As with any situation involving courts and prosecutors, clients are best served by having an experienced advocate to assist them.
H.R. 6667, aka ‘The Fresh Start Act of 2022’, is a bill pending in Congress to allow expungement of federal non-violent offences. If passed, the law would require automatic granting of an expungement for certain federal offences seven years after completing the sentence for the offence and discretionary relief one year after completing the sentence. The bill has a low chance of passage given the newly elected Congress that will form in January, but it is a large step in the right direction. Federal law for expungement is sharply limited to first time possession cases if someone was under 21 at the time of the offence.
Can you share any insights that you have gained from your own work regarding expungement?
Courts and prosecutors are reluctant to grant the person a fresh start. Even convictions that should be automatically sealed require vigilance to make sure a person gets the relief they deserve on the local and state level. Some of my biggest fights on these cases come not from the local prosecutor, but the state Department of Justice failing to recognize the relief.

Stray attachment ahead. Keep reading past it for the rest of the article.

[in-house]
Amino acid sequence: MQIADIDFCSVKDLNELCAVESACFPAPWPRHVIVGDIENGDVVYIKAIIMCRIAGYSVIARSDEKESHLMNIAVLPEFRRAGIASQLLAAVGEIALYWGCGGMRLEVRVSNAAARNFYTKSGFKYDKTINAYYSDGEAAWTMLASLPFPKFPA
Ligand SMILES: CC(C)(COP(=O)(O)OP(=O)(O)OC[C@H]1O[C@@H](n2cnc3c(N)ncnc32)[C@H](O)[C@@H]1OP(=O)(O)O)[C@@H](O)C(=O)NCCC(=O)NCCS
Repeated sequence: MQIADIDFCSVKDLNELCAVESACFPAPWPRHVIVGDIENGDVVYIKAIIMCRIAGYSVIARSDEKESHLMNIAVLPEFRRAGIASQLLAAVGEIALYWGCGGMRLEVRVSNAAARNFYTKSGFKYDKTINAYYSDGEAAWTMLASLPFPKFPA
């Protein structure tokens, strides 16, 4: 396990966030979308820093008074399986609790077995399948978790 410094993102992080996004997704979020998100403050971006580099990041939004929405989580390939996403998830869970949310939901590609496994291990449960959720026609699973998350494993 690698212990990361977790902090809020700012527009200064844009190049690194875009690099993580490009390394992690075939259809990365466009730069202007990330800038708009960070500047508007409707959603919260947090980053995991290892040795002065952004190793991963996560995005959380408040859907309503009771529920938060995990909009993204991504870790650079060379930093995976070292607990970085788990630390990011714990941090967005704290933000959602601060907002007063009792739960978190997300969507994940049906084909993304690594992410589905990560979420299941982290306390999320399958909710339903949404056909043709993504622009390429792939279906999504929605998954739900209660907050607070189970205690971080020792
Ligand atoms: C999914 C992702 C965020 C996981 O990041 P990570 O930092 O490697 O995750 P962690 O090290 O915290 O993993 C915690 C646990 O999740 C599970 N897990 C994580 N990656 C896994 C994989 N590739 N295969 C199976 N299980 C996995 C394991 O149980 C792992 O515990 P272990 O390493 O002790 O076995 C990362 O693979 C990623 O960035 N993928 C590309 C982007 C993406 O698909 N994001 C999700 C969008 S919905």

About Shannon Dorvall
Please tell us about your journey into law.
I am one of those people who always wanted to be an attorney without having a clear idea of what they did. There were no other attorneys in my family, but my aunt was a barber who cut hair for many of the local lawyers. I would sit in her shop for hours and talk to various attorneys about the law, why they became lawyers and what they loved about their job. I would listen, completely enraptured, as they discussed a big trial or a hard-fought motion. The litigators were characters who both then and now remind me of street brawlers.
I won my first ‘trial’ in eighth grade. We were doing a project on American History and were assigned roles where we put actions from history on trial in front of a jury to decide if the actions would now be a crime. I was given the role of defence attorney. A local attorney volunteered to assist with the mock trial. My side won and our teacher was very upset because I was supposed to lose. The attorney calmed him down and explained the teacher should appreciate seeing the birth of a future attorney. I was hooked.
Not everyone can be Atticus Finch, but I wanted to try, so I applied to law school.